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Best of Boston 2011: Music edition

Posted by Alex Pearlman  December 30, 2011 09:01 AM

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war presidents minnesoda.jpgBy Mike Flanagan

2011 was an interesting year for local music. With a city so full of young people from countless demographics and cultural backgrounds, it’s hard for the music scene to decide, let alone keep up with, what’s trendy. But this indecision facilitated the rise of some of the most genuine and innovative bands Boston has seen in years. These bands are finding it easier and more rewarding than ever to distribute their records to a city thirsty for great music to call its own. It's a dynamic that will continue to solidify Boston as a hotspot for local music of all kinds for years to come.

With that in mind, here are my picks for the year's best local releases.

War Presidents -- Minnesoda EP. This versatile Allston band evolved immeasurably in just the few short months since releasing their much more straight-forward debut EP. Opening track “Anna” may be one of the best songs of the year, local or not; its hypnotizing melody and taut, whimsical rhythm render it equally fitting for dance floors and headphones. The band pays homage to their idols, Wilco, with the adventurous “Douglas;” true to the “Art of Almost” mold, it's a brief but dense barrage of cavernous drums and sound effects, backed by impeccable songwriting. Although War Presidents stay close to their element with “Strawberry Milk” and “Soda Lake,” their execution and songwriting chops flush the EP with an impenetrable light. Hurry up and catch this band at a local bar while you still can -- they won’t be grounded in Allston long.

Something Sneaky -- No Opinion Needed. The Boston music scene was in desperate need of a band that didn’t take itself too seriously before Something Sneaky arrived with their debut LP in October. No Opinion Needed is as diverse as it is relentless, without trying to be either. The three-piece runs the subtleties of blues and classic rock through a suburban punk blender to create something equally nostalgic and current. By taking all the right cues from bands like Pavement, Built to Spill, and Sparklehorse -- in their attitude and their approach to being a rock band, more than anything -- Something Sneaky sifts out all pretense and still emits a distinctive character and style to which audiences can relate.

Erick Serna & the Killing Floor -- The Grip. Erick Serna is allowed to play the blues for the same reason Sweden’s tallest man, Kristian Matsson, is allowed to play Americana: He is so unfathomably great at it that it would be criminal to deprive the world of his skills because he was born half a century too late in the wrong part of the world. The Grip justifies the use of all the worst cliches in the rock criticism canon; Serna melts faces as he shreds through major riffage, and his band of local buddies kicks the volume to 11. Blues/rock guitar hasn’t been so exciting since Hendrix died.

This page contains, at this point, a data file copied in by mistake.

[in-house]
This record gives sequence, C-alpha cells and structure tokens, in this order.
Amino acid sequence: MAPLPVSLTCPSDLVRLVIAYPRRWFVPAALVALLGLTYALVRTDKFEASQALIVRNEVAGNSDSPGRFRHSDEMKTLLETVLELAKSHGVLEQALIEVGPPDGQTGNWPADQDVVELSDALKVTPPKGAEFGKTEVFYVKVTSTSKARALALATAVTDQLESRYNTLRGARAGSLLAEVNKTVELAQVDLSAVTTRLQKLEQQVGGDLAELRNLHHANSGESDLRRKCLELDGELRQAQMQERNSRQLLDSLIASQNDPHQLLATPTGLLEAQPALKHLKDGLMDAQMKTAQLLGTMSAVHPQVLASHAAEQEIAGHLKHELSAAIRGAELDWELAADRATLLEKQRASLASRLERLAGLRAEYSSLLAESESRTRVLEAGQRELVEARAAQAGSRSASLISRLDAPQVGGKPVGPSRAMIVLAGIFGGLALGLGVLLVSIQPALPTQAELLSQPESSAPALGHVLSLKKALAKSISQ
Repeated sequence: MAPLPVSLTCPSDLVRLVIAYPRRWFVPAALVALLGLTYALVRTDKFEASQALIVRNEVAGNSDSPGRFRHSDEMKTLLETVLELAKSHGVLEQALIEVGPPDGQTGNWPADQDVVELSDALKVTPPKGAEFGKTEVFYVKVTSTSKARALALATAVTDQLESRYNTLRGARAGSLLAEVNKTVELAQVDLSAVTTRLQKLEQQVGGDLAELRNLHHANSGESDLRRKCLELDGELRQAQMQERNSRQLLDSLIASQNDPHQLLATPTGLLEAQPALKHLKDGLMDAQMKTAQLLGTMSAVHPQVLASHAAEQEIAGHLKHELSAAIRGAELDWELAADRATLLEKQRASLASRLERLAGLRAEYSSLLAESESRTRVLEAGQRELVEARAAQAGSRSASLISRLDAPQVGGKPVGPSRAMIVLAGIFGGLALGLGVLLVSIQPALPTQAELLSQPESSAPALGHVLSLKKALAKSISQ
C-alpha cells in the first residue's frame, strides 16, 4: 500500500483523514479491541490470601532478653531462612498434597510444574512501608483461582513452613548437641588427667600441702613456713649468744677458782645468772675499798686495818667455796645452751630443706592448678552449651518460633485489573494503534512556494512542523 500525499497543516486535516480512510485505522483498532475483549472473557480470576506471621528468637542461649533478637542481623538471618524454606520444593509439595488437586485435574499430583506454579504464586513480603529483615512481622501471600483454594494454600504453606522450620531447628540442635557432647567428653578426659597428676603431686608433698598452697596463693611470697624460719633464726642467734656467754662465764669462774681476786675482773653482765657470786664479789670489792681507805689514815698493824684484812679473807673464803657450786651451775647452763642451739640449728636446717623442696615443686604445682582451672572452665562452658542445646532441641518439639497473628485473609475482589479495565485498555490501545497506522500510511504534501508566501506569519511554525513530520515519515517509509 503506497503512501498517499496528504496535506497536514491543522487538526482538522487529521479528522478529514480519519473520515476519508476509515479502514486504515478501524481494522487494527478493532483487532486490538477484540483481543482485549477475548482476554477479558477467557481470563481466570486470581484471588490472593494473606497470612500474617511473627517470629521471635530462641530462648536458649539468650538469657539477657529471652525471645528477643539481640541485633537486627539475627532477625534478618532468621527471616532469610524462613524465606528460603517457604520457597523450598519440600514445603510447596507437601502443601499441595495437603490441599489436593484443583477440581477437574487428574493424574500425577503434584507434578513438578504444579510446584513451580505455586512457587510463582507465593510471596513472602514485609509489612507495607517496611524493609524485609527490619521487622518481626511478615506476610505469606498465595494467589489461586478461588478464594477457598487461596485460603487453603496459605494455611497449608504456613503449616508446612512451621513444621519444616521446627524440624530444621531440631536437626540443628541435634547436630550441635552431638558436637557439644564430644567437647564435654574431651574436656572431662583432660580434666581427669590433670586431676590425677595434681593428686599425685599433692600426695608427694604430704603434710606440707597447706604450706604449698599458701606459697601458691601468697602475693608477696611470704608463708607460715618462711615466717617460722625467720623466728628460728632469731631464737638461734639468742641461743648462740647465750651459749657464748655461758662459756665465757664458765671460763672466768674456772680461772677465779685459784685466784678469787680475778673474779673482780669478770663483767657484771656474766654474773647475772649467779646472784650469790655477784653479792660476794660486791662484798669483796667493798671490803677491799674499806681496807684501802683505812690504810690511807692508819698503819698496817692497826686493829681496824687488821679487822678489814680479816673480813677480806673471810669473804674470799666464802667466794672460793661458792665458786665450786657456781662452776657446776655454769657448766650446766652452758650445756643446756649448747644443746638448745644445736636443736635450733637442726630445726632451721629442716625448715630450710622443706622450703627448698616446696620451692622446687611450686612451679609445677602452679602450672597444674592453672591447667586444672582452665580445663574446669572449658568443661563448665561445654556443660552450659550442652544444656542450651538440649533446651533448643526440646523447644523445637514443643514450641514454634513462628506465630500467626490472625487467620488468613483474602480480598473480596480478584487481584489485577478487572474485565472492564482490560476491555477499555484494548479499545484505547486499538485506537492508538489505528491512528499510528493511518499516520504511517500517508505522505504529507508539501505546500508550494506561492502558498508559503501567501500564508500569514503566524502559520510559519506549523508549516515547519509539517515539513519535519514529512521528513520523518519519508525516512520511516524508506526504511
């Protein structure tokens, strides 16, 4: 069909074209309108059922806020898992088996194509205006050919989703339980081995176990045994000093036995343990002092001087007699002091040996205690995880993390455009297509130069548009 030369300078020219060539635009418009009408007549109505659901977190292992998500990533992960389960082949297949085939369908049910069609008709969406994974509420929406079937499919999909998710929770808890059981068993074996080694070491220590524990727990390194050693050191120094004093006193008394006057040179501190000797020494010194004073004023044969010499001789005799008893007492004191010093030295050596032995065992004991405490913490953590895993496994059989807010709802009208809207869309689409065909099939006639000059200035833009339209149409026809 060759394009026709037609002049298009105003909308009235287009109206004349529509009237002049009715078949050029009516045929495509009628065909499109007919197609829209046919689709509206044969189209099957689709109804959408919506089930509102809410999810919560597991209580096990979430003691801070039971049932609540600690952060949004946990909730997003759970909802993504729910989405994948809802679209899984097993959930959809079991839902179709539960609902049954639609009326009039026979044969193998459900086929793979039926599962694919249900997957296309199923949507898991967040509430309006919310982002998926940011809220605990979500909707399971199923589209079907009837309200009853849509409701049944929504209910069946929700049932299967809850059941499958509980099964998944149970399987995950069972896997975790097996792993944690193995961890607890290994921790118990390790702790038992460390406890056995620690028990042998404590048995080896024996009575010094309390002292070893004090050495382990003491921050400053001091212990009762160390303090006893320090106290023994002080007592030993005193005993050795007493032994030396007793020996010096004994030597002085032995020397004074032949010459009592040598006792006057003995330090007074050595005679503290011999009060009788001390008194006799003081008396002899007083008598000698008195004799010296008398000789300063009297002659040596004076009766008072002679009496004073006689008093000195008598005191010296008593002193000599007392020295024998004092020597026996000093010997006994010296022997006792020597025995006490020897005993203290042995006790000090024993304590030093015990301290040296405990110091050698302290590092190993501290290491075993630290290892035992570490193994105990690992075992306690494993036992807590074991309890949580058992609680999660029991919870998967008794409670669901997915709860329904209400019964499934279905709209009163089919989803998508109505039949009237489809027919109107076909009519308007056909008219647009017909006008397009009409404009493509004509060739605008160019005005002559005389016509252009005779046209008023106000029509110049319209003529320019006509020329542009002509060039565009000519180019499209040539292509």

girlfriends.jpgGirlfriends -- Cave Kids/Eat Around the Bad Parts 7. Girlfriends has tightened and buffed their sound significantly since their debut cassette in 2009. Ben Potrykus is still dragging his incredible way with words and melody through as many different genres -- or non-genres; who the heck cares? -- as he can. “Cave Kids” juxtaposes a soothing tempo with the jarring, clipping tones that have become the band’s signature. “Eat Around the Bad Parts” is more aggressive, with spacey guitars that provide more than a rhythmic point for the vocals to reference. Girlfriends continues to release sub-six-minute singles in short spurts, but, by the nature of their sound and their attitude, it’s almost better that way.

Quilt -- Quilt. Unlike their Sneaky peers, the three members of Quilt appear to take themselves very seriously. Fortunately, they have the aptitude to back it up. The band’s self-titled album is full of superbly crafted, reverb-laced guitar licks and even more infectious vocal melodies to complement them. But the recurring highlight of the album is the male/female vocal harmonies that meld together without blemish -- gratuitous reverb or not.

Who is your favorite local musical act to emerge this year? Check out more of our year-end "Best of Boston 2011" coverage here.

About Mike -- I am a journalism student at Emerson College getting ready to graduate in December. I've done investigative work for the New England Center for Investigative Reporting and covered beats in Bridgewater and Dorchester, but my passion is music. When I'm not blurring the line between obsession and enjoyment while listening to Pavement or Bruce Springsteen, I'm punching walls over the Celtics. Twitter: @mikeflanagan2.

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This blog is not written or edited by Boston.com or the Boston Globe.
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